What are Dairy Products?
Dairy products are generally defined as foodstuffs produced from milk. They are usually high-energy-yielding food products. A production plant for such processing is called a dairy or a dairy factory. Raw milk for processing generally comes from cows, but occasionally from other mammals such as goats, sheep, water buffalo, yaks, or horses. Dairy products are commonly found in European, Middle Eastern and Indian cuisine, whereas they are almost unknown in East Asian cuisine.
- Milk - after optional homogenization, pasteurization, in several grades after standardization of the fat level.
- Sour cream - cream that has been fermented by the bacteria Streptococcus lactis and Leuconostoc citrovorum.
- Crème fraîche - slightly fermented cream.
- Smetana - Central and Eastern European variety of sour cream.
- Clotted cream - thick spoonable cream made by heating.
- Cultured buttermilk - fermented concentrated (water removed) milk using the same bacteria as sour cream.
- Milk powder (or powdered milk) - produced by removing the water from milk.
- Condensed milk - milk which has been concentrated by evaporation, often with sugar added for longer life in an opened can.
- Evaporated milk - (less concentrated than condensed) milk without added sugar.
- Ricotta cheese - milk heated and reduced in volume, known in Indian cuisine as Khoa.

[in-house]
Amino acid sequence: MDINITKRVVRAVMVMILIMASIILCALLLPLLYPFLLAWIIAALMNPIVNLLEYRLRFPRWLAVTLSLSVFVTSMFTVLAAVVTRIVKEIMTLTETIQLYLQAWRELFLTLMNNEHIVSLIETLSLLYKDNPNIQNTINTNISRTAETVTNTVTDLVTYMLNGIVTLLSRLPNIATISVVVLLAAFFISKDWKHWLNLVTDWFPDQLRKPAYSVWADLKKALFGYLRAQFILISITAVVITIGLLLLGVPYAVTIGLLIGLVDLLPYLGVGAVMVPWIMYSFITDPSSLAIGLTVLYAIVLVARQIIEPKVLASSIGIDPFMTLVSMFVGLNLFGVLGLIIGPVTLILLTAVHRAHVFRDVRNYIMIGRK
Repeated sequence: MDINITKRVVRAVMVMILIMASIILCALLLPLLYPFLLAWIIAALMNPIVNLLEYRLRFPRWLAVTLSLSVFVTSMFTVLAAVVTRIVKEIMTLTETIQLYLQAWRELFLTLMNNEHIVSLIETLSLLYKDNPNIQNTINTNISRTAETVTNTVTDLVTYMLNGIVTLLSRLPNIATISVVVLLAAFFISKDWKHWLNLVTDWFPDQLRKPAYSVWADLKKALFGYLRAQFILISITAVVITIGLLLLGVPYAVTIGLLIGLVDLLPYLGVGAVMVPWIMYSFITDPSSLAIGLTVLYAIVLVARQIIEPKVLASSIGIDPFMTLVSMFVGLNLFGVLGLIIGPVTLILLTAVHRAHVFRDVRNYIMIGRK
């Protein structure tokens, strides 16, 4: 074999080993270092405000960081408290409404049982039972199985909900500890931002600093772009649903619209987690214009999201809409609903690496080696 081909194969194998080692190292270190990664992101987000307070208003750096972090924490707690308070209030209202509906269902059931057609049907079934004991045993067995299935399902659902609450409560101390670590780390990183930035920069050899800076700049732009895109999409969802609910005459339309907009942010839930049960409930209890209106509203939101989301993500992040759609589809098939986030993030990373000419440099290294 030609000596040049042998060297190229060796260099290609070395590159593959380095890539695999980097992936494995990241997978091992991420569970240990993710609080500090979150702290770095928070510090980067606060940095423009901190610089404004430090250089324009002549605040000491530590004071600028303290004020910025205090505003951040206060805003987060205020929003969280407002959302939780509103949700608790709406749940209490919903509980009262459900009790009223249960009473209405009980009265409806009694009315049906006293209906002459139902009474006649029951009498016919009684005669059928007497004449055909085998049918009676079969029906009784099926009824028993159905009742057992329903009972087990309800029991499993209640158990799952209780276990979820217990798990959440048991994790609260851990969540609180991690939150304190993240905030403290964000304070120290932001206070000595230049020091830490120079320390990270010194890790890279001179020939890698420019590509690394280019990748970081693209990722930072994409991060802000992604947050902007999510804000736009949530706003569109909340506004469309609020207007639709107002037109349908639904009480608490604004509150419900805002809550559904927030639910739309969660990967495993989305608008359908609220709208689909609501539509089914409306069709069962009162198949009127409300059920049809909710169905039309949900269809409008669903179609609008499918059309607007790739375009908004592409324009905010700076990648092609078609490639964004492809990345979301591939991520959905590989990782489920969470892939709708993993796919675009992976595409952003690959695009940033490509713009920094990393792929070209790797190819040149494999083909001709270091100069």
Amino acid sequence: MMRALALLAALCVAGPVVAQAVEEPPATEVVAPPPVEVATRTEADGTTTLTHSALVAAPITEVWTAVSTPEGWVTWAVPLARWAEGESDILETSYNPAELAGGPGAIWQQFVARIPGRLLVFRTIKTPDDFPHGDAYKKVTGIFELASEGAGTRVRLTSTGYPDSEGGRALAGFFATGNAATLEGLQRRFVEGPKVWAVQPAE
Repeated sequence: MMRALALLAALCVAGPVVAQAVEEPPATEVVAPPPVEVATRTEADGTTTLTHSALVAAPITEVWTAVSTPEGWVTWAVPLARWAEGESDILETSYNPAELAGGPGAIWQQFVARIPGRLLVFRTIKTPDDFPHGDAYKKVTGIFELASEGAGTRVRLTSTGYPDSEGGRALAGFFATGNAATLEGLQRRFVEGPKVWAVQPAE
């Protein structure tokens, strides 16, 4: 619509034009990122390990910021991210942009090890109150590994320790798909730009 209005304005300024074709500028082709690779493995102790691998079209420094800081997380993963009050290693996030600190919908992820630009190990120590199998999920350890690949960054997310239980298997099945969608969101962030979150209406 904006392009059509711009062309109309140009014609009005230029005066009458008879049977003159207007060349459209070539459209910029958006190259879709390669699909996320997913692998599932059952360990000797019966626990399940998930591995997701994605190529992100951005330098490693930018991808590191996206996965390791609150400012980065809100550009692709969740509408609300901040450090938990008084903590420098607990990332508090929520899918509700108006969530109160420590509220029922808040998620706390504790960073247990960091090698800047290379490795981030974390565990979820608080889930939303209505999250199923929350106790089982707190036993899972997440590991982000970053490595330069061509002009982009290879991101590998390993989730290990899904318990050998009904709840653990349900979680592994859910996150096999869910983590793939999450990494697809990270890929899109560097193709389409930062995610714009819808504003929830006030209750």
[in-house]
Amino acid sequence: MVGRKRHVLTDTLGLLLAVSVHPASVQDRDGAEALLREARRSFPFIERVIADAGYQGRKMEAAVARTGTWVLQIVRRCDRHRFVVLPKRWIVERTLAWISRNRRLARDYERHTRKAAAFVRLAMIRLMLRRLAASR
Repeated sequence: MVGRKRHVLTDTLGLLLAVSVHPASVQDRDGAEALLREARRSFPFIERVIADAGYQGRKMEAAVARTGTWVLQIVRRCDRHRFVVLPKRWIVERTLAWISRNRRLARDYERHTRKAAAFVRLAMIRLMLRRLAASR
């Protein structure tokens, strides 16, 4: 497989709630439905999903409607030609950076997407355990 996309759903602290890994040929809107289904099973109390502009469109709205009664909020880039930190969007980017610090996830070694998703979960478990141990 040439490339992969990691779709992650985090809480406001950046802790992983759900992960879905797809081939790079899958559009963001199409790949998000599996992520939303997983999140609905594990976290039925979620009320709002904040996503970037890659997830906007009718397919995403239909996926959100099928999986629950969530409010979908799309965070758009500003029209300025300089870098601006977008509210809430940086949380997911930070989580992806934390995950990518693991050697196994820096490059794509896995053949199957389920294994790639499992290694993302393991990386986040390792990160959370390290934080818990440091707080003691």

- Infant formula - dried milk powder with specific additives for feeding human infants.
- Baked milk - a variety of boiled milk that has been particularly popular in Russia
- Buttermilk - the liquid left over after producing butter from cream, often dried as livestock food
- Ghee - clarified butter, by gentle heating of butter and removal of the solid matter.
- Cheese - produced by coagulating milk, separating from whey and letting it ripen, generally with bacteria and sometimes also with certain molds. Cheese
- Curds - the soft curdled part of milk (or skim milk) used to make cheese (or casein)
- Whey - the liquid drained from curds and used for further processing or as a livestock food.
- Cream cheese - produced by the addition of cream to milk and then curdled to form a rich curd or cheese made from skim milk with cream added to the curd.
- Yogurt, milk fermented by Streptococcus salivarius ssp. thermophilus and Lactobacillus delbrueckii ssp. bulgaricus sometimes with additional bacteria, such as Lactobacillus acidophilus
- Gelato - slowly frozen milk and water
- Ice cream - slowly frozen cream and emulsifying additives.
- Frozen yogurt, yogurt with emulsifiers that is frozen.
- Dairy may cause health issues for individuals with lactose intolerance and milk allergies.
- Vegans and some vegetarians avoid dairy products due to a variety of ethical, physiological, environmental, political, and religious concerns.
Eggs as dairy?
Eggs are sometimes categorized as dairy, defining dairy as "food that is produced by animals (other than meat)" rather than as milk specifically. For example, the Open Directory Project at one point listed cooking eggs as a subcategory of cooking dairy products. Defining dairy as limited to milk products, however, is more common.
Don't Cry over spilled milk day
Did you know we have a holiday in our calendar called "Don't cry over spilled milk day? Yep we sure do. Learn about it here.